Memoried Glances: 1941 — Square plans take shape

Published 12:00 am Saturday, August 13, 2016

Augusts past, 75 years ago.

From the LaGrange Daily News, 1941.

Front Page News

Plans Approved For Court Square Park In LaGrange — Representatives of the Chamber of Commerce met with LaGrange City Council members last night and approved plans for the building of a beautiful park on Court Square.

A total of $25,000 will be spent in building the park, which will make LaGrange a much more attractive city. Half of the sum is being furnished by Fuller E. Callaway, and the other half raised by public contributions.

The park, with an automatic electric fountain in its center, will be dedicated to the “Builders of LaGrange and Troup County” rather than to any specific individuals. The curb around the park will be squared up rather than its octagonal shape at present.

No parking of vehicles will be allowed immediately adjacent to the park curb.

A committee, composed of J.J. Milam, Henry Milam, Lewis Price, R.C. Swank and George Venable initiated the plans for such a park in LaGrange. A complete model of the future park will be placed in an undesignated display window today.

Troup Commissioners Forbid Sale Of Gas In County ‘After Hours’ — The Board of Commissioners of Roads and Revenues of Troup County met during the weekend and approved an order that no retail dealer in gasoline, or other petroleum products, shall, between the hours of 7 p.m. and 7 a.m., give away or otherwise dispose of petroleum products within the bounds of Troup County.

The order is effective immediately, and county officers have been instructed to rigidly enforce the order.

Last week the City Council here passed an ordinance restricting the sale of gas in LaGrange “after hours.”

City Housewives Contribute 1,390 Pounds of Aluminum — LaGrange housewives contributed a total of 1,390 pounds of aluminum for the nation’s defense program in the recent campaign conducted in LaGrange by the members of the National Defense Corps, Girl Scouts and Boy Scouts, George O. Jones, LaGrange district Boy Scout chairman, said today.

Local Girl Scouts distributed handbills with information on the aluminum shortage and the urgent need to every home in the city. Local Boy Scouts collected the pieces of used aluminum in another house-to-house canvass and members of the local Defense Corps handled the transportation to the central point of collection, a bin erected by the Jaycees on Court Square plaza.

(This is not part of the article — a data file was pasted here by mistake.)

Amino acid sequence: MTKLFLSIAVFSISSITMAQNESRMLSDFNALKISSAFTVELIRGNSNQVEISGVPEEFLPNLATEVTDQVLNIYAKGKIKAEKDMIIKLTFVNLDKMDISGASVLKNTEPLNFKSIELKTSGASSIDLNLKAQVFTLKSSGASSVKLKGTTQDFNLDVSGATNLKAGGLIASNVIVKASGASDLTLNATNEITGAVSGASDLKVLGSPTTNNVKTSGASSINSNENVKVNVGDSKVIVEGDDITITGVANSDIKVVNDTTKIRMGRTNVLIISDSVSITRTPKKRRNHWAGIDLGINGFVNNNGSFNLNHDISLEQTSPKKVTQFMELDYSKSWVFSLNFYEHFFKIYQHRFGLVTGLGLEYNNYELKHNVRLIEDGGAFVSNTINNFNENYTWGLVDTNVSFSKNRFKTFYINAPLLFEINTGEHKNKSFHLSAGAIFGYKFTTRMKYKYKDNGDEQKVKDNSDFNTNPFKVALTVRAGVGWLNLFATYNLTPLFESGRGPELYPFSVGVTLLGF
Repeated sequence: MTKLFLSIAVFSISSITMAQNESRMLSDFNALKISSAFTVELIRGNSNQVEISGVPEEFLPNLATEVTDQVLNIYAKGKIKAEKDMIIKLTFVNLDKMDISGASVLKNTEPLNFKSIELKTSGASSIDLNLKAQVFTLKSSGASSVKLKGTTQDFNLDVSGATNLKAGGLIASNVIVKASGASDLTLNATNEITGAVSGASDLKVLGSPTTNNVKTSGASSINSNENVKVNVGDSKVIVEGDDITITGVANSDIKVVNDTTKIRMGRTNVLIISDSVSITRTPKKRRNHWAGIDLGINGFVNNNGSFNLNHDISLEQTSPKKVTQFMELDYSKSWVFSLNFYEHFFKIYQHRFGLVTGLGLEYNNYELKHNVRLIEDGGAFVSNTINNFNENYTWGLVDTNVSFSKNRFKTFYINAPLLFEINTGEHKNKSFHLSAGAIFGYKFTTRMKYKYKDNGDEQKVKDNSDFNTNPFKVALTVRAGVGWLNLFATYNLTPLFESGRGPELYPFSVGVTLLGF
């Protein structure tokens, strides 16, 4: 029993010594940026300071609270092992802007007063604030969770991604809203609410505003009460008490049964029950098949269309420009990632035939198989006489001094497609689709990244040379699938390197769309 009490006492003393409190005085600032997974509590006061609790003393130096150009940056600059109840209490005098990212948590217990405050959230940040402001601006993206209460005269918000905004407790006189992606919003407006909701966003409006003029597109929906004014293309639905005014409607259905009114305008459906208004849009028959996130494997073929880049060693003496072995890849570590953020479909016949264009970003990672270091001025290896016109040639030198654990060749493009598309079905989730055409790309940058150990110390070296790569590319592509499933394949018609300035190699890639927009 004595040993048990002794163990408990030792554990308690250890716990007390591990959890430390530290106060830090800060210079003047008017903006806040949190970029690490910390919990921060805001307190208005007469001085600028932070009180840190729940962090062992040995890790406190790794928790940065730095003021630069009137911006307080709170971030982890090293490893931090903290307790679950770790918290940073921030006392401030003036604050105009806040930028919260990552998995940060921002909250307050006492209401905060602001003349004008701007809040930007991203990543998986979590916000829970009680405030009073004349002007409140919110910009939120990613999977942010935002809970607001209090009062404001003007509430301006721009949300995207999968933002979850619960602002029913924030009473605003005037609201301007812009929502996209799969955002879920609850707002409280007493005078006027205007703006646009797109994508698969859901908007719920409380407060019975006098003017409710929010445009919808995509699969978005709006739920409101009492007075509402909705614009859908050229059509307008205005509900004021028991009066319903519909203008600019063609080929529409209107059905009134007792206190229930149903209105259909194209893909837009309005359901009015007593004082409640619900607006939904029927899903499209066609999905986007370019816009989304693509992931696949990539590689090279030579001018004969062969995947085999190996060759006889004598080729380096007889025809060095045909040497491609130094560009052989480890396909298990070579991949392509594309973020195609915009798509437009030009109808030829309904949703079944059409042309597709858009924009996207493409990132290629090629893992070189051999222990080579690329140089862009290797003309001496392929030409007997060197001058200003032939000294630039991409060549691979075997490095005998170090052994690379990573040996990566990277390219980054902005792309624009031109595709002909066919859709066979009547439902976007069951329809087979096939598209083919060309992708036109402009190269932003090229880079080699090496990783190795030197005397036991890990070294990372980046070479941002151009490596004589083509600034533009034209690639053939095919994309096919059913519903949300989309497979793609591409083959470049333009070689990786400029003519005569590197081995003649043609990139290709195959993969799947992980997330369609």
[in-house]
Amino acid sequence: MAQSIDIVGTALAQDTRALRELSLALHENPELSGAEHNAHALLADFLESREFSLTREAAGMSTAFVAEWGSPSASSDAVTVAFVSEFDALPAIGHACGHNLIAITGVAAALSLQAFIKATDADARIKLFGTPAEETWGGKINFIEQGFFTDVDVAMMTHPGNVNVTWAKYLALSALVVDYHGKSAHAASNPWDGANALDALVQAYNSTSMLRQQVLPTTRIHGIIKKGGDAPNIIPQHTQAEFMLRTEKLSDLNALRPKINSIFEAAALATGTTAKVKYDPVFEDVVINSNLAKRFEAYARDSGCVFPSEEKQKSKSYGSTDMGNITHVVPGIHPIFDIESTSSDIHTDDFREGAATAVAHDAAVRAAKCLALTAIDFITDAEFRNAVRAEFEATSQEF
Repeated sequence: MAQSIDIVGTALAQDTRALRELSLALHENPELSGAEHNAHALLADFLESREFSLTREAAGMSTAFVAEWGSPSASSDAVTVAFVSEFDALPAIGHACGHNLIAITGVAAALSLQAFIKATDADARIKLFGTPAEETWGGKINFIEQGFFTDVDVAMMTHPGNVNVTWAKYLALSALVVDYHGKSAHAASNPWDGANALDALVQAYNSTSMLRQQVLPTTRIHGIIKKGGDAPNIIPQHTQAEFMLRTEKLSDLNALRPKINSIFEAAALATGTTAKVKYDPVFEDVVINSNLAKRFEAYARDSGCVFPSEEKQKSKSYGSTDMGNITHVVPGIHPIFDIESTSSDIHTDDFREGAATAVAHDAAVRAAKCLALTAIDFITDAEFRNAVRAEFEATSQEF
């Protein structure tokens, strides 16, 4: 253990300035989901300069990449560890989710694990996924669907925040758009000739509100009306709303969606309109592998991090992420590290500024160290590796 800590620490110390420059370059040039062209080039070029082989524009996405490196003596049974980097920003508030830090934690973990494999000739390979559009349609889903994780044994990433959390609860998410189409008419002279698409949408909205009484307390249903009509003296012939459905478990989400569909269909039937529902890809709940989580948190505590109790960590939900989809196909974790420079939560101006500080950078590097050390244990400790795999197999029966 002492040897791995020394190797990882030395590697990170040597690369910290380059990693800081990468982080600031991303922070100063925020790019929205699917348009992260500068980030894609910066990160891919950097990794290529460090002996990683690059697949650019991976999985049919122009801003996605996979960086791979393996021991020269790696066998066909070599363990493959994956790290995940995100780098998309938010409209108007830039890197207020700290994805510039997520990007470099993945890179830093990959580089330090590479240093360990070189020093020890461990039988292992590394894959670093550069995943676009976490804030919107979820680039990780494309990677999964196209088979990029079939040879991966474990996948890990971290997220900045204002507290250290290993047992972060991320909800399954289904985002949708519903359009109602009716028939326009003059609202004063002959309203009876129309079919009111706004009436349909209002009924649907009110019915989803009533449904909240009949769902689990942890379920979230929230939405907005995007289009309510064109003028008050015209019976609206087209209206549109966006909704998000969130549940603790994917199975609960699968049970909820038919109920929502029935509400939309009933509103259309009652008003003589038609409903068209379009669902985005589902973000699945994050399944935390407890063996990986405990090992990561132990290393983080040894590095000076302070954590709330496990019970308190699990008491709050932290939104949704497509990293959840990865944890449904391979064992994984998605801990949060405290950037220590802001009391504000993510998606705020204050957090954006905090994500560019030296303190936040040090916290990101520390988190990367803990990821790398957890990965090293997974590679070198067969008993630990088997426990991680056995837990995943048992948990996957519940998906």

Later the Corps took the collection to Pine Mountain’s Scout camp where collections from the Chattahoochee area were weighed and made ready for shipment to a point designated by the Office of Production Management of the United States.

Course In First Aid Completed By Ladies Here — Twenty two ladies of LaGrange have completed a Red Cross First Aid Course, it was announced this morning by Police Chief J.E. Mathews.

The course, which took up various phases of rendering first aid in times of need, was started May 22 and concluded with final examinations on July 24. Twenty two local ladies passed the course.

Instructors were Chief Mathews, Officer D.H. Hunter and Troup County home demonstration agent Ida Bell.

Police Seeking ‘Meanest’ Person — LaGrange policemen are on the lookout for “one of the meanest persons in the world today.”

Some time last night the Log Cabin on Park Avenue was entered and looted of $5.75 worth of American Red Cross buttons.

‘Meanest’ Person Relieved Of Title — The News wishes to correct an error about the “meanest man” in LaGrange, who entered the Park Avenue Log Cabin recently and stole a large amount of Red Cross buttons.

The vile act of the unknown person has been shaded by another unknown person. During the weekend the First Methodist Church Sunday School department was entered and relieved of a small quantity of toys.

Police reported that the thug broke two window panes to gain entrance.


Gasoline Rationing And The Tax Bill — We have just read about a few of the provisions of the new super tax measure which has just passed the House of Representatives.

We have also followed with interest the reaction of the public to the appeal of Mr. Ickes for voluntary saving of gasoline for defense, and learn with regret that the response to the appeal for voluntary cooperation has not been satisfactory.

It is stated from high authority that rationing of gasoline will undoubtedly be necessary.

Tish, tish, Mr. Ickes. Read the tax bill and you will know that a rationing law will not be necessary. The tax bill will take care of the rationing nicely. Who the dickens is going to have money with which to buy gasoline when the defense tax measure becomes the law?

Memoried Glances

Julia Dyar

Contributing columnist

Julia Dyar, a retired journalist, is active in the Troup County Historical Society.